I recently read an article in The Atlantic by Iliana E. Strauss – “The Hot New Millennial Housing Trend Is a Repeat of the Middle Ages.” The article addresses the trend in “co-housing,” in which people are choosing to live in housing with communal eating and socializing space. The author writes:
“Homeownership is still viewed as a central component of living out the American dream, but the ways that many present-day Americans are pushing back on modern living arrangements closely resemble what came centuries, even millennia, before in other parts of the world. Family members, relatives, neighbors, and strangers are coming together to live in groups that work for them—a bit like medieval Europe.”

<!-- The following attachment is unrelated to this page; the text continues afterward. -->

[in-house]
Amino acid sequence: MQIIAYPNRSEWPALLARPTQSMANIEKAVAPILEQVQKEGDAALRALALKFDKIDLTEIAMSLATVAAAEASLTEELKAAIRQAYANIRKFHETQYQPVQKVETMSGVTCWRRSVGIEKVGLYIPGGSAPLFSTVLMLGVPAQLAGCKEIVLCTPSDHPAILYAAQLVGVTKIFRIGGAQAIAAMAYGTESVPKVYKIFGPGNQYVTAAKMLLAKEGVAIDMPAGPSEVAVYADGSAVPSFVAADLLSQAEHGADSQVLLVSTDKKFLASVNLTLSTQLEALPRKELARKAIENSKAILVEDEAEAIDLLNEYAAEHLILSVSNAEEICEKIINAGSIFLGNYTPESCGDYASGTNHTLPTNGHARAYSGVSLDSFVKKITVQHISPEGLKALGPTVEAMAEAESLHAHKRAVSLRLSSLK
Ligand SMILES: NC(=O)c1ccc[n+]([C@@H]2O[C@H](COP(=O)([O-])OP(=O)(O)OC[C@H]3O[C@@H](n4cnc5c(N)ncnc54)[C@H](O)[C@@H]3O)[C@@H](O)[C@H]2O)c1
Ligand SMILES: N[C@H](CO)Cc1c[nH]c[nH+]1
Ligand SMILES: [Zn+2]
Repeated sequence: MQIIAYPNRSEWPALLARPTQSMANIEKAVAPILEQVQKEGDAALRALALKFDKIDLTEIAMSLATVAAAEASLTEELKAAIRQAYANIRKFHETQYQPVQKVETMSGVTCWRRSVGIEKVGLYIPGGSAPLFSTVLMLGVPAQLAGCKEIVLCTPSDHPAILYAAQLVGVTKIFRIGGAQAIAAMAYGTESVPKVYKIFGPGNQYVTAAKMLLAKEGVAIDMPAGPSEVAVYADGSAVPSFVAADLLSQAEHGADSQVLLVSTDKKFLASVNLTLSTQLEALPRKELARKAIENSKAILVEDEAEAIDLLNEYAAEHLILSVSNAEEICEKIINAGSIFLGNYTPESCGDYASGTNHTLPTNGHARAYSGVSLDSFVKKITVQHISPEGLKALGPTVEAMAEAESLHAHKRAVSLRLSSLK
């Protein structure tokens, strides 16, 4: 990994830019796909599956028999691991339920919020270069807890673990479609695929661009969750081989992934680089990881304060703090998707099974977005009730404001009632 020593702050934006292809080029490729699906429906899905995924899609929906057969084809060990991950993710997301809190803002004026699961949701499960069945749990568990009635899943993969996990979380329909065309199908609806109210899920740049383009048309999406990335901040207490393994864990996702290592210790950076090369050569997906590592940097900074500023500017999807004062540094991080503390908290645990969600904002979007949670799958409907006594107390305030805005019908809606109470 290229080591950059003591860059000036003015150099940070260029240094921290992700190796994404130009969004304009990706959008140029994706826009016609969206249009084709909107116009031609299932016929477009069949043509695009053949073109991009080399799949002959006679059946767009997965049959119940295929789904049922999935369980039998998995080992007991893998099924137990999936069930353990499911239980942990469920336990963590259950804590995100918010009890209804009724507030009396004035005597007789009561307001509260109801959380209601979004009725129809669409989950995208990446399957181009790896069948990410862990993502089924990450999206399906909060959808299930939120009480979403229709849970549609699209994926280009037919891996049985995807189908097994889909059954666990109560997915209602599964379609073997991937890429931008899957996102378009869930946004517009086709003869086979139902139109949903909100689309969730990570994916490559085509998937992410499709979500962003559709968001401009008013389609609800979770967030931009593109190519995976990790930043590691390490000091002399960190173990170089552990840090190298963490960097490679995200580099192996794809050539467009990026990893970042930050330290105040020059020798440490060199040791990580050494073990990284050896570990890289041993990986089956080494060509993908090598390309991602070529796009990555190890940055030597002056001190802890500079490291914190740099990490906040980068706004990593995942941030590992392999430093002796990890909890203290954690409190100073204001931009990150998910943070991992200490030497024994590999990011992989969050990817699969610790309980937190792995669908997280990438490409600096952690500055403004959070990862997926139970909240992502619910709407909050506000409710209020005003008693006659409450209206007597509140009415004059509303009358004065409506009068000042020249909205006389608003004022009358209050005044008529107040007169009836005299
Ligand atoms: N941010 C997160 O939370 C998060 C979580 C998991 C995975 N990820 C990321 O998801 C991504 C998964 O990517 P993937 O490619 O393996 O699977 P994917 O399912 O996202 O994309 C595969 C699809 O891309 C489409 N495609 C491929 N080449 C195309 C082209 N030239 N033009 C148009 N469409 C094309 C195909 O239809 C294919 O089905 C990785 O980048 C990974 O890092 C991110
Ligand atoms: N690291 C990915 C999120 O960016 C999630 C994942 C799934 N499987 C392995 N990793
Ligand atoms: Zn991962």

From what I see in my everyday practice of real estate, this trend is not exclusive to millennials. Baby Boomers are also following suit. On a regular basis, I meet with local buyers and sellers who are part of this phenomenon. Is this trend related to the changes in the traditional family structure, economics, and/or the current desire for socializing? The article points out that communal living was the way humans existed throughout most of history. It really was not until the early 20th century and the Industrial Revolution when households shrank to house just nuclear families.